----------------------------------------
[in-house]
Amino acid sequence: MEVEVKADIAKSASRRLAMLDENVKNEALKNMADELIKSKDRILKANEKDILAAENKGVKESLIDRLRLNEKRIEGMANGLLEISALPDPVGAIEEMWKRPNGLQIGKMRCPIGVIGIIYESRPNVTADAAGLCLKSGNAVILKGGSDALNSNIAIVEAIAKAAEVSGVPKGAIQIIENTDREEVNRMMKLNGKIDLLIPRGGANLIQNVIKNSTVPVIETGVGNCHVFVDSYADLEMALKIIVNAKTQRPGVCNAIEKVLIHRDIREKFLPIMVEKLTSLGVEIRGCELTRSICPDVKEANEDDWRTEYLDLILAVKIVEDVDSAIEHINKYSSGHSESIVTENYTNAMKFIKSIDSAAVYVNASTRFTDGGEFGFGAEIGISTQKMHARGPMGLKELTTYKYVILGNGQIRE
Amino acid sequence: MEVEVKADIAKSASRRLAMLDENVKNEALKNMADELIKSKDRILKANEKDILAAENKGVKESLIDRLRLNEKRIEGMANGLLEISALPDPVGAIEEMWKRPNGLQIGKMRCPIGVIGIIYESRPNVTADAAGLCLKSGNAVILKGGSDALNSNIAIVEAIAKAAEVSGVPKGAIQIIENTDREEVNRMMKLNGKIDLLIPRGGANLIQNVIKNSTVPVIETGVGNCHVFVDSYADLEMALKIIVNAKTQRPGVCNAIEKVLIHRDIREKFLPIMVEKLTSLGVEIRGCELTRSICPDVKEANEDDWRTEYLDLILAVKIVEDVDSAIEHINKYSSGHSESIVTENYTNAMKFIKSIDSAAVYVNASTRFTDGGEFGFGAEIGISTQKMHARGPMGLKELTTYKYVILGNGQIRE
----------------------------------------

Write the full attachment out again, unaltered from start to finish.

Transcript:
[in-house]
Amino acid sequence: MEVEVKADIAKSASRRLAMLDENVKNEALKNMADELIKSKDRILKANEKDILAAENKGVKESLIDRLRLNEKRIEGMANGLLEISALPDPVGAIEEMWKRPNGLQIGKMRCPIGVIGIIYESRPNVTADAAGLCLKSGNAVILKGGSDALNSNIAIVEAIAKAAEVSGVPKGAIQIIENTDREEVNRMMKLNGKIDLLIPRGGANLIQNVIKNSTVPVIETGVGNCHVFVDSYADLEMALKIIVNAKTQRPGVCNAIEKVLIHRDIREKFLPIMVEKLTSLGVEIRGCELTRSICPDVKEANEDDWRTEYLDLILAVKIVEDVDSAIEHINKYSSGHSESIVTENYTNAMKFIKSIDSAAVYVNASTRFTDGGEFGFGAEIGISTQKMHARGPMGLKELTTYKYVILGNGQIRE
Amino acid sequence: MEVEVKADIAKSASRRLAMLDENVKNEALKNMADELIKSKDRILKANEKDILAAENKGVKESLIDRLRLNEKRIEGMANGLLEISALPDPVGAIEEMWKRPNGLQIGKMRCPIGVIGIIYESRPNVTADAAGLCLKSGNAVILKGGSDALNSNIAIVEAIAKAAEVSGVPKGAIQIIENTDREEVNRMMKLNGKIDLLIPRGGANLIQNVIKNSTVPVIETGVGNCHVFVDSYADLEMALKIIVNAKTQRPGVCNAIEKVLIHRDIREKFLPIMVEKLTSLGVEIRGCELTRSICPDVKEANEDDWRTEYLDLILAVKIVEDVDSAIEHINKYSSGHSESIVTENYTNAMKFIKSIDSAAVYVNASTRFTDGGEFGFGAEIGISTQKMHARGPMGLKELTTYKYVILGNGQIRE